Society of Hellman Fellows 2021

Zakaria Al Balushi, Materials Science and Engineering

Designing Scalable Topological Qubits for Quantum Computing

Professor Al Balushi’s research focuses on electronic materials synthesis of compound semiconductor thin films and nanostructures using chemical vapor deposition. His Hellman project aims to develop a new kind of superconducting material known as “topological superconductors” that will address challenges with processing of quantum information while reducing energy consumption of logic operations.

Isaac L. Bleaman, Linguistics

Documenting the Linguistic Diversity of Yiddish-speaking Holocaust Survivors

Professor Bleaman’s research interests include sociolinguistic variation, language contact, language maintenance, and language change. His Hellman project will support the development of a digital language archive based on video-recorded interviews with Yiddish-speaking Holocaust survivors that will be accessible to researchers and students.

Carmine Emanuele Cella, Music

Understanding and Modelling Music Timbre

Professor Cella is a computer music researcher and composer. His Hellman-funded project will continue his research in computer-assisted orchestration and augmented musical instruments as well as support the production of pieces for a large orchestra as well for a large ensemble and electronics.

Cella is the 2021 Clark Fellow.

Mark Fleming, Public Health

Aligning Systems of Poverty Governance in California: Health Care, Social Services, and Criminal Justice

Professor Fleming’s research interests include ethnography and qualitative methods, stress and chronic disease, and social determinants of health and health disparities. His Hellman-funded project will investigate how the increasing integration of health care, social services, and criminal justice sectors is generating a new form of poverty governance in California with significant implications for the lives of vulnerable people.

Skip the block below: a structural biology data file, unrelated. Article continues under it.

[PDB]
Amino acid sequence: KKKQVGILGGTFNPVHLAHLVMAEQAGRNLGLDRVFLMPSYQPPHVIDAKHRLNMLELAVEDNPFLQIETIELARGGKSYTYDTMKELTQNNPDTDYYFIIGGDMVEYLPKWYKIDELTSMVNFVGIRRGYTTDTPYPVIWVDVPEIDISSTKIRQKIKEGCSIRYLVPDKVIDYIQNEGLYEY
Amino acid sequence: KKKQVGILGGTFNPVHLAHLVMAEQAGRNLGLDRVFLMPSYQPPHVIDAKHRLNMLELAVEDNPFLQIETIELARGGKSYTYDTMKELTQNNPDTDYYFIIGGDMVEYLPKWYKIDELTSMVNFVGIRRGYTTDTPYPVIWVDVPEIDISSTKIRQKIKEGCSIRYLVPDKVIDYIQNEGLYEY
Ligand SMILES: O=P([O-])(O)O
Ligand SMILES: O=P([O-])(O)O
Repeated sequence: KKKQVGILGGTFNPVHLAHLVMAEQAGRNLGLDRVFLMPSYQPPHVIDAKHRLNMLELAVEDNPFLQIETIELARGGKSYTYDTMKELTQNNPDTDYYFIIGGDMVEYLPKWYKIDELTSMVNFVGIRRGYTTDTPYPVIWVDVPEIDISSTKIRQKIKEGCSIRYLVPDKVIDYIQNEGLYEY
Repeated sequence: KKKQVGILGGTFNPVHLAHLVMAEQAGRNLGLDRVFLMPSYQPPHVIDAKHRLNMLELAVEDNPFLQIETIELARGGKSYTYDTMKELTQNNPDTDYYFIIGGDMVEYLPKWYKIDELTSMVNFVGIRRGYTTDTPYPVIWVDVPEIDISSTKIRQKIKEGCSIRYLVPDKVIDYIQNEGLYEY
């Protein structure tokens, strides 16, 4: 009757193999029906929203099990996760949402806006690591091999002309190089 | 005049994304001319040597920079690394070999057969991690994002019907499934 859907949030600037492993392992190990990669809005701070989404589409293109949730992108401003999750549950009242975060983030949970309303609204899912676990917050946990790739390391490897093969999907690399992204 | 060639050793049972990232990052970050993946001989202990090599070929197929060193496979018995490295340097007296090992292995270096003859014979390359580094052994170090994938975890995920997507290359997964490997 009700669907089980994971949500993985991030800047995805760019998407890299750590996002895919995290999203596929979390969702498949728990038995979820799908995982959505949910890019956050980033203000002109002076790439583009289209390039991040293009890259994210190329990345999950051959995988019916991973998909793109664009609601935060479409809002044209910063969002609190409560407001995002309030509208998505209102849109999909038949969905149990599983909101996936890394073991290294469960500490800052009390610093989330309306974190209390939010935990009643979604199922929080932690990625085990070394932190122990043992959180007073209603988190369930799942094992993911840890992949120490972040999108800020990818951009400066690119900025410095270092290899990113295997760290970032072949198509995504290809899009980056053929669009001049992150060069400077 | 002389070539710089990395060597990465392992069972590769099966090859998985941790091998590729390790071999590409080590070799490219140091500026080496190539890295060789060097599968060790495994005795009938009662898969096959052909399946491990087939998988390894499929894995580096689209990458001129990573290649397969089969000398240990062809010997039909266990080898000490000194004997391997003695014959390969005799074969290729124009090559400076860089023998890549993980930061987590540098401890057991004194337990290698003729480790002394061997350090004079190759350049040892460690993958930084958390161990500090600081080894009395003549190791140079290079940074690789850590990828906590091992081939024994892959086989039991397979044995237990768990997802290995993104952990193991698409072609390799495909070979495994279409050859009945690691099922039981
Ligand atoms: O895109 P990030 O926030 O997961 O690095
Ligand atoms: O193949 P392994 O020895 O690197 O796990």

Yangnan Gu, Plant and Microbial Biology

Linking Abnormal Cell Proliferation with Autonomous Death: A Tumor-resistance Strategy Offered by Plants

Professor Gu’s research studies how plants regulate immune and stress responses at the nuclear boundary. His Hellman-funded research will use a novel plant model which displays seemingly indefinite growth and self-perpetuation to study how autonomous cell death is activated by abnormal cell division, which may create an unforeseen opportunity for both agriculture innovation and cancer therapy in humans.

Gu is the 2021 Osterweis & Ravizza Fellow.

Drew Jacoby-Senghor, Haas School of Business

Effect of Diversity on Ethical Decision-Making

Professor Jacoby-Senghor’s research identifies how prejudice unconsciously shapes social networks, how networks shape prejudice, and the implications of these processes within professional and academic contexts. His Hellman project will test the effect of group-level racial diversity versus racial homogeneity on ethical decision-making.

Andrew Leong, English

Reviving Early Japanese American Drama

Professor Leong’s research focuses on the literature of Japanese diasporas in the Americas as well as queer and critical theoretical approaches to the study of literary genre, gendered embodiment, and generational time. His Hellman project will revive early Japanese American drama by transcribing, translating and adapting two plays by Japanese American authors Nagahara Shōson and Sadakichi Hartmann. 

This award is supported by a matching gift from an anonymous donor.

Christopher Martin, Integrative Biology

Diabolical Survival of Critically Endangered Mojave Desert Pupfishes and the Potential for Genetic Restoration

Professor Martin’s research centers on the rapid evolution of new fish species with novel ecology in relatively simple ecosystems. His Hellman project will study Mojave Desert pupfishes to understand how geographic range size and gene flow affect genetic diversity, genomic architecture, and the buildup of deleterious mutations in natural and managed populations.

Courtney Desiree Morris, Gender and Women’s Studies